Louis Sullivan’s System of Architectural Ornament: Master Copies

I am compiling all of my work on Sullivan’s plates here with the most recent addition at the top. If you would like to purchase a print of any of the plates below please click here.

Plate 6

September 9, 2012: In progress…

Plate 5

May 15, 2012: Finished but needs to be scanned…

Plate 4

March 18, 2011

This plate took 8 months. Only 15 hours of that was actual drawing time while the rest was spent worrying about how in the world I was going to actually do it. There is layer after layer of overlapping details that fit together like puzzle pieces. Keeping up with it all was barely possible on my part even with a photocopy of the original plate in front of me. I can’t imagine how Sullivan just sat down and drew it out in one sitting (which he did).

Here’s the drawing process as I think Sullivan did it:

  1. Overall Wireframe: Gross geometry (pentagon or square, etc), sub-geometries, and axial lines.
  2. Embellishments Wireframe: Leaves, bells, berries, indentions, folds, etc.
  3. Shadows

After steps 1 and 2 the drawing looks 4% done. The remaining 96% takes place in step 3 when the shadows go on. There is no gradual build-up of detail–it all pretty much happens in step 3.

Plate 3

July 25, 2010

Plate 3 continues the morphology theme. As Sullivan refers to “sub-centers of energy” and “sub-axes” as “extending outward and inward indefinitely” in my mind he is referring directly to fractals. I read somewhere that Sullivan would draw the exact same amount of detail for a 15-foot circular window surround as he would a 1.5″ medal–to him the level of detail was the same regardless of the scale of the thing. I’m also starting to get a sense for what Sullivan means by “mechanical” versus “plastic” and “plastic” versus “free”.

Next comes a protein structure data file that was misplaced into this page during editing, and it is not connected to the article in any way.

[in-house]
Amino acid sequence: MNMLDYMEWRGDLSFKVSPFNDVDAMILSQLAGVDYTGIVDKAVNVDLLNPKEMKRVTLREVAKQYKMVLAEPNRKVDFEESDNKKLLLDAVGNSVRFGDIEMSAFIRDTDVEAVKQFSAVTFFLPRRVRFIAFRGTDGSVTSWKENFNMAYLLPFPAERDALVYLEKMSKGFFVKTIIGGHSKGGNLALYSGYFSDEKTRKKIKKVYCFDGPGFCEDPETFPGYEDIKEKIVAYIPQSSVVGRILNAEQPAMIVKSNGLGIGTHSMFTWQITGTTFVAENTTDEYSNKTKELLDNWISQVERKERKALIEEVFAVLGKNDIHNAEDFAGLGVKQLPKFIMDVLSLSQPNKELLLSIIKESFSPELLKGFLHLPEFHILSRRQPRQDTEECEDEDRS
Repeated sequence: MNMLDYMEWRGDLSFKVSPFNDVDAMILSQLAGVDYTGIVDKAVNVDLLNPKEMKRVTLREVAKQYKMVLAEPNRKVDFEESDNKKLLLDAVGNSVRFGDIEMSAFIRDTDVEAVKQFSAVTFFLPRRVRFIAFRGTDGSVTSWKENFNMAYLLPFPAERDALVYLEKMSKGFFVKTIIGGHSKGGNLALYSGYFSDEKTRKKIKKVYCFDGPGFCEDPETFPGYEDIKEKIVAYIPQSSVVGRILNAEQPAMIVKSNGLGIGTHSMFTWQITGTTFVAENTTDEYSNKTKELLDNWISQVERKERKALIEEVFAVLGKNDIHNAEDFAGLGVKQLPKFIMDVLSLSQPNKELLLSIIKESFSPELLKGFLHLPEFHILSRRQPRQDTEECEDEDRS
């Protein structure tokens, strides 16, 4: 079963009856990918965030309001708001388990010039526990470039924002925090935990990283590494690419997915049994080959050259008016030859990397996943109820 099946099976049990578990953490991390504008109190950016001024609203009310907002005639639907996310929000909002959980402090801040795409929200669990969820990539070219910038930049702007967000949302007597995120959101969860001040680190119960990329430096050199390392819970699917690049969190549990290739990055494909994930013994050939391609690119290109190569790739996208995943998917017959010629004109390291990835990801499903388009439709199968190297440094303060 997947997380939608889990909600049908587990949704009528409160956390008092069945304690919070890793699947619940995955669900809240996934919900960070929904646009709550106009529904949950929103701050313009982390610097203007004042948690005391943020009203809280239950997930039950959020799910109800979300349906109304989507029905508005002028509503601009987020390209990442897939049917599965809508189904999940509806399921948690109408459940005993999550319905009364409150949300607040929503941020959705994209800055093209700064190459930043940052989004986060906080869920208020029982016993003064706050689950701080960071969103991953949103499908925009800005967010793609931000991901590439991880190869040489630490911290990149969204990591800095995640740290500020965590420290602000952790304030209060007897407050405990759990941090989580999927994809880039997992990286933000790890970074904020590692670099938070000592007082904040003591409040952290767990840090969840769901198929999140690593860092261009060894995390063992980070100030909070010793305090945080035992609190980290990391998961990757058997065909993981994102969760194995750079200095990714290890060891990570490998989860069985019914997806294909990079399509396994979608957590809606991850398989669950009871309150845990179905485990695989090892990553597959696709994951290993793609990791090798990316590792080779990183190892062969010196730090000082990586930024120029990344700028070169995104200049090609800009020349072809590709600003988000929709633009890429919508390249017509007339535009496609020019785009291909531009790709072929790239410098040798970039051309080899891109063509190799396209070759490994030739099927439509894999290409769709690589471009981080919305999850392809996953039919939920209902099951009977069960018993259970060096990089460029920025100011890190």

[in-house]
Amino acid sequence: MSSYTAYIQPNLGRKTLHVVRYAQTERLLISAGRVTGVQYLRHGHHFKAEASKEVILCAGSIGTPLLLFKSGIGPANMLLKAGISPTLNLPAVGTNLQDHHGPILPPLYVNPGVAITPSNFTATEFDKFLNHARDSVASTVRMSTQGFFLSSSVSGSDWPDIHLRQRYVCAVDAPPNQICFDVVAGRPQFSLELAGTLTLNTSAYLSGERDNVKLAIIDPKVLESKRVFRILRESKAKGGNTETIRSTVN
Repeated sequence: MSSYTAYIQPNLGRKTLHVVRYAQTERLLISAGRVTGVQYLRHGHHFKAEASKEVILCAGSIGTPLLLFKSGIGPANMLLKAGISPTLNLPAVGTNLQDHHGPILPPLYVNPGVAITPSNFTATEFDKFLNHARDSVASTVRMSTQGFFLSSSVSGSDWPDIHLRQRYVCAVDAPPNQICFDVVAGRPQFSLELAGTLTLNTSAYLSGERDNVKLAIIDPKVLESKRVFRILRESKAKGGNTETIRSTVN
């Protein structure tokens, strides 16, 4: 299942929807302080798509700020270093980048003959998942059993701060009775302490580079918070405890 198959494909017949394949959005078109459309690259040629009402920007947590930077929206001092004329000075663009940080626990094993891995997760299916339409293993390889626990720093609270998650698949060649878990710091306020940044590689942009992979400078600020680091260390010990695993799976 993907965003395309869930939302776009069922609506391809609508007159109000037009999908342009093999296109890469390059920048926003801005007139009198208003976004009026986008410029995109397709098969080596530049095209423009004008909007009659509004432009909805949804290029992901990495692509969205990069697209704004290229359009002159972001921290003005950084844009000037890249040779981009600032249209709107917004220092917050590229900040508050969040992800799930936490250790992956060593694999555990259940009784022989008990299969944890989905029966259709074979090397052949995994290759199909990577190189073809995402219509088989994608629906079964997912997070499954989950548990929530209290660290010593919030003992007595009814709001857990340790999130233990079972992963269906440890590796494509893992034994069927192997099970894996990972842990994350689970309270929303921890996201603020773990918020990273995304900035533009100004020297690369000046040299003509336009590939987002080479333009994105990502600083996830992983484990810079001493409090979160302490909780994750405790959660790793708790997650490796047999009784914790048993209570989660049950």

GIF animation:

Next, plate 4 will be the first real challenge with a large example of “THE PENTAGON IN ACTION”.

Plate 2

July 17, 2010

Plate 2 came close to kicking my ass, but I finally realized that the “base drawings” for these things are very loose and ill-defined and act more as a reference frame than anything else. Any sign of detail comes at the end with a heavy 2B pencil. Also, strict symmetry is not one of Sullivan’s concerns. It may look absolutely bilaterally symmetric, but it ain’t.
Through my readings I have come to learn that later-Sullivan didn’t draw plant types but instead focused on plant morphology. Plate 2 reveals this. He was looking for the “composition of the universe”–sounds pretty cool to me!

Plate 1

July 10, 2010

One day I decided to go on a hunt to find adequate representations of Louis Sullivan’s “System of Architectural Ornament”–an elegant 20 plates describing Sullivan’s design methodology. I failed. The original book’s printing process was atrocious having rendered Sullivan’s beautifully subtle shades of grey pencil into a cold dot-matrix of pure black and white. The Art Institute of Chicago only offered to send me measly 600×800 digital images of Sullivan’s original plates, but with such low resolution it was impossible to perceive any detail at all. Therefore, I decided to embark on a journey that will prove to last years–to reconstruct all 20 plates with my own hand.